Ruderman Prize Profile: Mentoring Young Adults In Sydney
07/28/2014 - 06:42
Gabrielle Kaplan-Mayer
JewishCare little sister and big sister enjoy being together. Courtesy of JewishCare
JewishCare little sister and big sister enjoy being together. Courtesy of JewishCare

Editor's Note: This month, the Ruderman Family Foundation awarded five prizes to agencies across the world that are making the Jewish community into a more inclusive one. The New Normal will profile each of these amazing agencies over the next month.

JewishCare’s Big Brother Big Sister (BBBS) Program mentors Jewish children and young adults who may be facing challenges and adversity in their lives. Based in Sydney, the program helps these youth, about a third of whom have a disabilitiy, through the ongoing support and friendship of a big brother/sister mentor. JewishCare has developed strong links with local schools, synagogues and community groups to raise awareness about issues facing young people with a disability, and about the importance of their inclusion into mainstream services.

JewishCare staff members speak at local Jewish high schools about the BBBS program, and about how having a positive mentor can make a big difference for all kids, including those with a disability. 

They inform rabbis in Syndney’s 40,000-member Jewish Community about the program. JewishCare also established a new Jewish interagency, which includes a range of programs and organizations that are working with children and young people, including programs for children with disabilities. The aim is to share and exchange information. 

Warren Hurst, executive officer of JewishCare, described one particular young person whose life has been transformed by participating in BBBS.

Josh, he said, is 25 years old and moved from Byron Bay to Sydney with his mother and sister 3 years ago. Josh is on the autism spectrum and just prior to moving to Sydney, he experienced a psychotic episode, which was scary and worrying for him. It made the move to Sydney unsettling as he was not sure how he would adjust, and what support he may have once he arrived. Soon after he arrived, he was introduced to a caseworker from the Mentoring Program at JewishCare. At the time, Josh was withdrawn and expressing anxiety about his new life in Sydney. Josh was interested in being linked with a mentor as he didn’t know anyone in Sydney and felt is would be good to have someone to hang out with.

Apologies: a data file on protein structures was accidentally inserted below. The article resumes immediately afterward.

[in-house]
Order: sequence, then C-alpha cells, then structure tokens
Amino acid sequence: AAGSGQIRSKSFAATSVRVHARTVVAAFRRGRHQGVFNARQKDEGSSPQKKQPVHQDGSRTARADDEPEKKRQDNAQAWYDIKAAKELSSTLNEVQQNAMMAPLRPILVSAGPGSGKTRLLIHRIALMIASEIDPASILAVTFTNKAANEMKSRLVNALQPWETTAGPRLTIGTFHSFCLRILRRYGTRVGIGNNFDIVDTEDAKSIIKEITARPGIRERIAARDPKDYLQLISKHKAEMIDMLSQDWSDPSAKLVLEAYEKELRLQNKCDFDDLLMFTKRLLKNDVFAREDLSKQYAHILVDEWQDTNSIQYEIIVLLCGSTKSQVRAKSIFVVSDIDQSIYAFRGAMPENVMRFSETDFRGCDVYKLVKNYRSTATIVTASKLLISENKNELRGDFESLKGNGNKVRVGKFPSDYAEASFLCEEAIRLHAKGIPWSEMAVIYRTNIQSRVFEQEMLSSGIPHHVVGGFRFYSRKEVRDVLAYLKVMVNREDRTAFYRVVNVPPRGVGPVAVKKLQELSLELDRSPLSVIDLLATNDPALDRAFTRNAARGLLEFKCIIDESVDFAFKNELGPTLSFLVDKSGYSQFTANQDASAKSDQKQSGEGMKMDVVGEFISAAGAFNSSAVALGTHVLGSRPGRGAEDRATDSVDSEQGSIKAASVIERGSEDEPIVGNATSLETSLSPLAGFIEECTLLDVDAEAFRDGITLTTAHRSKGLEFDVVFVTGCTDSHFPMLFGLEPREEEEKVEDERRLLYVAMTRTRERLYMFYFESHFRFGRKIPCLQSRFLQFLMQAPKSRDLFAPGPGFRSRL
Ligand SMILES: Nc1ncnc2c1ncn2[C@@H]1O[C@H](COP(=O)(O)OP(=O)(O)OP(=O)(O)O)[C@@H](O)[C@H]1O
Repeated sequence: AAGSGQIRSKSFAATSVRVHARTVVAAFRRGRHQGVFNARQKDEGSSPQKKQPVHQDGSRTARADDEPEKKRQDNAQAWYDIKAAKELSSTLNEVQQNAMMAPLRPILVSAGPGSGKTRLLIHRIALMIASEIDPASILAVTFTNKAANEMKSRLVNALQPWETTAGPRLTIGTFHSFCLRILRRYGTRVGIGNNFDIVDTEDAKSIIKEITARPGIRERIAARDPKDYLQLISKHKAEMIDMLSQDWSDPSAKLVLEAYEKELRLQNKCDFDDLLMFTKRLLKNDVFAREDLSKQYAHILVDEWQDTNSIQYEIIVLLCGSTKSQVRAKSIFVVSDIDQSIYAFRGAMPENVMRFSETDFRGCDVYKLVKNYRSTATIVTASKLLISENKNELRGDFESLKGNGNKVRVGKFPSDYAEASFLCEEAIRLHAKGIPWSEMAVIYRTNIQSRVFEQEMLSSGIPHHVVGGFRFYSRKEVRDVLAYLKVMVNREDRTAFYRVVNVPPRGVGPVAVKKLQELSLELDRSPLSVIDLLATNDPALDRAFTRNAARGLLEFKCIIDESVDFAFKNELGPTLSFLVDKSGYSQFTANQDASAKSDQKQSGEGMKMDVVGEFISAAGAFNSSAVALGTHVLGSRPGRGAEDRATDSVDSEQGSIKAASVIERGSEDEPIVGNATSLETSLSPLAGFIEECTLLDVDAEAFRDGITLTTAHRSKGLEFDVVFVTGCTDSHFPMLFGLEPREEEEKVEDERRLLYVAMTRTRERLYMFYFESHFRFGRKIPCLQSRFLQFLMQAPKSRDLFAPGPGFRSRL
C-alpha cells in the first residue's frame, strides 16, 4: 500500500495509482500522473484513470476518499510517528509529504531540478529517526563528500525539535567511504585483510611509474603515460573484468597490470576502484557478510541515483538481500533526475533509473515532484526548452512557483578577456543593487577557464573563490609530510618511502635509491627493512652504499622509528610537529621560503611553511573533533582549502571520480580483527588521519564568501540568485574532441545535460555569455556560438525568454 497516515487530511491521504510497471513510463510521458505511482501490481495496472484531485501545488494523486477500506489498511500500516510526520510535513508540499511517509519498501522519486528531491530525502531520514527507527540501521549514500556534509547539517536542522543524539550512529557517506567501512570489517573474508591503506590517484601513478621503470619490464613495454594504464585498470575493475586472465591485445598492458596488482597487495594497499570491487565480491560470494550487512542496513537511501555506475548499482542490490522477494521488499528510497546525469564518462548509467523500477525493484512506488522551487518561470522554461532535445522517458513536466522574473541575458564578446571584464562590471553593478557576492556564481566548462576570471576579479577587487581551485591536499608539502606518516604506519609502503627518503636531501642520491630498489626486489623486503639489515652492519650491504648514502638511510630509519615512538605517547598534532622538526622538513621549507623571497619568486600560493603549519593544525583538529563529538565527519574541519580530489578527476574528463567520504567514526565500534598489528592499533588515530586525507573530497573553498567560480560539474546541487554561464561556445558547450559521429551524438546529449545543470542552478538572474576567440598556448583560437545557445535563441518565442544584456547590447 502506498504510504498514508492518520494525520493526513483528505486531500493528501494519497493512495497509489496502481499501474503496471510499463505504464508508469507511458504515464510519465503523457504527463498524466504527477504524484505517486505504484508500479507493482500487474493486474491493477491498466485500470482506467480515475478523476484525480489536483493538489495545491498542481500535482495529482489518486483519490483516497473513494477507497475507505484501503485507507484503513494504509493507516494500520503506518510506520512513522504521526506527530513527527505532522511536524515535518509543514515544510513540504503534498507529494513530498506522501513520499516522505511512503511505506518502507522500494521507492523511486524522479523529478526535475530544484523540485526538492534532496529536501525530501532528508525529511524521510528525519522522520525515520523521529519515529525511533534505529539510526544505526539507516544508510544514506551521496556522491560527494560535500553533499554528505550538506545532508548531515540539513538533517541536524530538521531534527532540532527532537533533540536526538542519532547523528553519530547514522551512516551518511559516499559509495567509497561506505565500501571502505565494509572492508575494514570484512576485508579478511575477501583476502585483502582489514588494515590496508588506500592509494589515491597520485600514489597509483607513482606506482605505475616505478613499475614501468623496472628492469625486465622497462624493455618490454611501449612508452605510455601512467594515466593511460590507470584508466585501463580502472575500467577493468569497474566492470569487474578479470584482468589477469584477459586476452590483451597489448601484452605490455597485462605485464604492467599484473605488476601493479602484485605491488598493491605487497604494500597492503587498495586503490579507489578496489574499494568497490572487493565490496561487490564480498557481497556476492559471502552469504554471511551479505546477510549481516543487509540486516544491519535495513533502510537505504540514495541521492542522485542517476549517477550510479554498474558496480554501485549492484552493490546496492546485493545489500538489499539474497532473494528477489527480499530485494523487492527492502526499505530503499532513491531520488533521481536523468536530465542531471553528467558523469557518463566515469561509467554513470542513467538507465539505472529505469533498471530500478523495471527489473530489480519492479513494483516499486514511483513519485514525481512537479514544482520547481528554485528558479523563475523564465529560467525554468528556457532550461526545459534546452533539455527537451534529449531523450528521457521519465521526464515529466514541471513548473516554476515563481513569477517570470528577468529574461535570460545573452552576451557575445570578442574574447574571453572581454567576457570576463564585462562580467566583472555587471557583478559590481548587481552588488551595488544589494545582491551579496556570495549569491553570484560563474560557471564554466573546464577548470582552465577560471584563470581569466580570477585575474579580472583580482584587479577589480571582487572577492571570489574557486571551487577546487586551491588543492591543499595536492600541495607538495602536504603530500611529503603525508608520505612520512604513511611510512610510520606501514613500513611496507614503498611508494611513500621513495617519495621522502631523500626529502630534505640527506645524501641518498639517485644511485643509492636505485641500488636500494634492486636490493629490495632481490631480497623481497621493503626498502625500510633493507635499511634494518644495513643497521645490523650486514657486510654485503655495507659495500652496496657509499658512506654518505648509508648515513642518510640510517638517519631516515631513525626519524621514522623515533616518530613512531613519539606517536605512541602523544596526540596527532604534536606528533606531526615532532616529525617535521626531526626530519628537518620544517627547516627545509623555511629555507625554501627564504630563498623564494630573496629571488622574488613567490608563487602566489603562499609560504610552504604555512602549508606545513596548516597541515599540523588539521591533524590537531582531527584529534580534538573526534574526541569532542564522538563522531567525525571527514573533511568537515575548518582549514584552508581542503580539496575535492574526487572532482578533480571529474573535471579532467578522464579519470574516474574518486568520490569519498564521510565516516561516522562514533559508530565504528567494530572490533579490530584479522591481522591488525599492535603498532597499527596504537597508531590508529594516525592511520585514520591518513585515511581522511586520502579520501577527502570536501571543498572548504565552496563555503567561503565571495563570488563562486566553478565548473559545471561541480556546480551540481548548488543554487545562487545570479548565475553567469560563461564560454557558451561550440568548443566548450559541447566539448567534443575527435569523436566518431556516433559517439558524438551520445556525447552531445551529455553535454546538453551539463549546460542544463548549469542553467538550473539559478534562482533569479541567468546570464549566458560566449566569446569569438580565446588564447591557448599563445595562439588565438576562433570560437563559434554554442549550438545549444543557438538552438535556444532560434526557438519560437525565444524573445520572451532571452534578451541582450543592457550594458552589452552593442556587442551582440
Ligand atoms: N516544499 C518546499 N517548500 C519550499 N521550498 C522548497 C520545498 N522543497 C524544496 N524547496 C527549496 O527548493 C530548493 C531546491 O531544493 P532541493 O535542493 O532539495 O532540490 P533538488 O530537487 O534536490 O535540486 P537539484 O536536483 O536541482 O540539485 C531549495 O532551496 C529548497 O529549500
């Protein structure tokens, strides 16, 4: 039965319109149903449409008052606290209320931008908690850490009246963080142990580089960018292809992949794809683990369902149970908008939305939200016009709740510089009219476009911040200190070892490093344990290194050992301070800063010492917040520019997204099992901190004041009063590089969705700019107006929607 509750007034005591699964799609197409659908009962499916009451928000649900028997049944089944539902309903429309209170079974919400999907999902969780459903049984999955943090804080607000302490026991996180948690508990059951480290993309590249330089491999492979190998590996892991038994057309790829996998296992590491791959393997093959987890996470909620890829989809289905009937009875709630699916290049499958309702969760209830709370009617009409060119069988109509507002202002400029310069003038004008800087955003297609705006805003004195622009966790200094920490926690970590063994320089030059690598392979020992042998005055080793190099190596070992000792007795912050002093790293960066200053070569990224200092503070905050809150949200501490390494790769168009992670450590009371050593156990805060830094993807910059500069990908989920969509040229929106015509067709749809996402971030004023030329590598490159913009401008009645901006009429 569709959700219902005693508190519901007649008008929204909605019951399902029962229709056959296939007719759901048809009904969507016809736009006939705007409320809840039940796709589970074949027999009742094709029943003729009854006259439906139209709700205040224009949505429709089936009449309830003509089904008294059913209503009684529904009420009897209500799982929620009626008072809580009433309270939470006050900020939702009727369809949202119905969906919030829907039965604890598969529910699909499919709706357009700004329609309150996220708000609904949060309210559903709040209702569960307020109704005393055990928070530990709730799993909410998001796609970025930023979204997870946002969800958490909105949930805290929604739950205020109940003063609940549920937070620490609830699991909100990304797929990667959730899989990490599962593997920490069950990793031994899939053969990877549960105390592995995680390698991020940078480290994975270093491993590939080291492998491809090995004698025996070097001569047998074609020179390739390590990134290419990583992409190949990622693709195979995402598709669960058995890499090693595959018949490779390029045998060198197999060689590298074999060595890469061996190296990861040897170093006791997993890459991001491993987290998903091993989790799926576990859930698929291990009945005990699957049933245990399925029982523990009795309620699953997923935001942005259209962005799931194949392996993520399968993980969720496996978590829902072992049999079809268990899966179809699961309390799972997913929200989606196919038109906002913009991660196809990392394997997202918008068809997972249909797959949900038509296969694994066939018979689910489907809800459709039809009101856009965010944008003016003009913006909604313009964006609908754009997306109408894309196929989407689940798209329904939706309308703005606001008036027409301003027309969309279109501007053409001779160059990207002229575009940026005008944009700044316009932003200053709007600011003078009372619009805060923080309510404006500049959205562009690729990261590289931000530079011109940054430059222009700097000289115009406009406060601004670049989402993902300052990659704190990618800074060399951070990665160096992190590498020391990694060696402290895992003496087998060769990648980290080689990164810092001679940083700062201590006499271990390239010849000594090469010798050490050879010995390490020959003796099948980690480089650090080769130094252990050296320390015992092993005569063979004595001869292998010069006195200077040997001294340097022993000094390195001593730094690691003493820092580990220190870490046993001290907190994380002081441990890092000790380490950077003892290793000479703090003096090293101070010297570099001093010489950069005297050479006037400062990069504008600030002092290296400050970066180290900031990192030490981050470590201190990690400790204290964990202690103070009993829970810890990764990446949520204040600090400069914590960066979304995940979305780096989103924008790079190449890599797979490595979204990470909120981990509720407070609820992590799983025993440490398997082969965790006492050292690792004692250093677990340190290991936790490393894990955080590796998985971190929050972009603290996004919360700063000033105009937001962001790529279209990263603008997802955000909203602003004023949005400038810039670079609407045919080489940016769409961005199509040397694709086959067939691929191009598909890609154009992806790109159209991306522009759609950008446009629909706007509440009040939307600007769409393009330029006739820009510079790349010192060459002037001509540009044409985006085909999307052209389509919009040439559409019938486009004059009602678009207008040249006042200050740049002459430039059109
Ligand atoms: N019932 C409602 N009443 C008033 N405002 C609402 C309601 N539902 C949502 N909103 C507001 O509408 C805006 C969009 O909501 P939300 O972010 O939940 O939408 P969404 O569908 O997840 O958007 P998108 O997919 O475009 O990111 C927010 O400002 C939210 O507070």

JewishCare linked Josh with Gary, a volunteer mentor who wanted to give back in a meaningful way. Gary and Josh met up every other week for about a year. Gary helped Josh find his way around Sydney, and they looked forward to each outing. They would meet for coffee, go to the movies, bookstores and music stores. Over time, their relationship strengthened, and Josh started to feel he had someone he could trust and talk to. He enrolled in a Digital Media course and started to make a few friends. Eighteen months after they met, Gary noticed so many positive changes with Josh. He appeared happier, more engaged, and certainly living a busier life.

Josh has come a long way since JewishCare first met him three years ago. He has completed his course, had a stint working for an advertising company, and has a few close friends whom he sees regularly. He recently started working part-time at a restaurant. Josh has come full circle, and is now a mentor in the program, working with a young adult with a disability.

To Hurst, Josh's story is wonderful validation of the benefits of mentoring. Through the friendship, consistency and trust of an older, wiser mentor, a person’s self esteem, confidence and life skills can be greatly enhanced, making it possible for them to achieve things they once may not have imagined, he said.

When Hurst learned about the award, he felt a mixture of gratitude and pride for the agency. Currently, the agency is working on a short video to share the impact of the BBBS program for young people who have disabilities.
 

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